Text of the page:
On the Water
A weak high pressure built as a large frontal system approached from the west, impacting week’s end, while an associated low pressure lingered close by. High pressure briefly built across the area, making way for another low-pressure system that affected the region leading into the week. Mixed precipitation, but mostly rain, hit the area as air temperatures took a drop, yet weather remains unseasonably mild. Long Island Sound water temps remain in the low 40s; winds continue to gust while sea conditions vary.
Eagles are busy, seals are feeding, beachcombers are out walking the surf line interacting with seagulls, as the Sound remains generally quiet. The exception being striped bass foraging in the main tidal rivers and, deservedly, can use the rest. Herring is the food source prompting feeding sprees.
However, that is not stopping fishers from hitting the briny during breaks in the weather. Some are looking to hit the rails for offshore cod and pollack. Locally, we are seeing more fishers putting in more fishing time compared to last season when their time clocks appeared to be punched a good deal more of the week than preferred. Requests for servicing and repairing of gear are up — often more than time allows and parts available. Nevertheless, based on last season’s supply of forage and the realistic expectation that it will somewhat continue, it looks as though more fishers will either be out on the water or casting to it.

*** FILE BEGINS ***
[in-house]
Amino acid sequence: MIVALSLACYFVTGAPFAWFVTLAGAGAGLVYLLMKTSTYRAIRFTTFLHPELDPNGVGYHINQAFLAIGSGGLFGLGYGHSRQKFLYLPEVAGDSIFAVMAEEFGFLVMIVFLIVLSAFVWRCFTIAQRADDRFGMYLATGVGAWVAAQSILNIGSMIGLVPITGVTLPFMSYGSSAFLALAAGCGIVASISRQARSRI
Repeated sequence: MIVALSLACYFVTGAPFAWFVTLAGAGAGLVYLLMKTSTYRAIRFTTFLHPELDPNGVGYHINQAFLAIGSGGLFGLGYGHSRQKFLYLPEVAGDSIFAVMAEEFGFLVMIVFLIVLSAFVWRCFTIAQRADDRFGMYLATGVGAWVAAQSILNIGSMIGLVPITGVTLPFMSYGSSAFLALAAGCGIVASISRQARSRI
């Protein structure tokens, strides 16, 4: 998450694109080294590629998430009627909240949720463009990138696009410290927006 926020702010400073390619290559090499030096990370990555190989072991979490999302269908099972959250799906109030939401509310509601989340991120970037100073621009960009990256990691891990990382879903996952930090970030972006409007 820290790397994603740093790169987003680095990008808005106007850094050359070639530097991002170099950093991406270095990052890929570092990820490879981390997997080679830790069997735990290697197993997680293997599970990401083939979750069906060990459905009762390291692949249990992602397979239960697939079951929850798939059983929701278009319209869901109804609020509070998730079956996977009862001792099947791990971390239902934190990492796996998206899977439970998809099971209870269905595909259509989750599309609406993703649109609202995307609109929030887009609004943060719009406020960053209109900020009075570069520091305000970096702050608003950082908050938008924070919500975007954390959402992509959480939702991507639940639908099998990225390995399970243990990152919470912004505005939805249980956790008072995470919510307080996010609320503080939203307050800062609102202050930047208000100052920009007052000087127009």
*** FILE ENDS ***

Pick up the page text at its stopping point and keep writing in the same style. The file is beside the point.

As far as ice fishing south of I-95 is concerned, it remains a non-sequitur. Mild weather continued to wreak havoc with any developing hard water, as either unseasonably warm air temperatures or gusty winds prevented any meaningful buildup. Even mid-state and farther north regions are feeling the pinch. In place of ice, open water and the new no closed waters mandate have opened the door to trout and salmon fishing opportunities.
Inland fishing has been good in the trout parks, trout management areas, the wild trout management areas, as well as many of the largemouth bass, toothy critter, and panfish popular waters. The Shetucket and Naugatuck rivers are experiencing accelerated fishing from both experienced and beginner Atlantic salmon anglers searching for one of those prized broodstock examples.
Outstanding Opportunity for the experienced or beginner! Booking inland and marine fly fishing lessons for 2023 with World Fisher, certified Master Fly Fishing Casting Instructor, and Fishing Lodge Director. From trout, salmon, steelhead, and sea-run browns to striped bass, bonefish, permit, and tarpon, etc., techniques learned and honed will improve your fishing.
Note: Email us pics of your catches to share with our USA and International fishing friends who keep up with the latest fishing news and frequent social media.
For all things fishy, including the latest gear, ice fishing, flies/fly fishing, rods/reels, clam/crabbing supplies, fishing trips, licenses/permits, and much more, swing by the shop (203-245-8665), open seven days located at 21 Boston Post Road, Madison. Until next time from your Connecticut shoreline’s full-service fishing outfitter and Authorized Penn Premium Dealer, where we don’t make the fisherman, we make the fisherman better.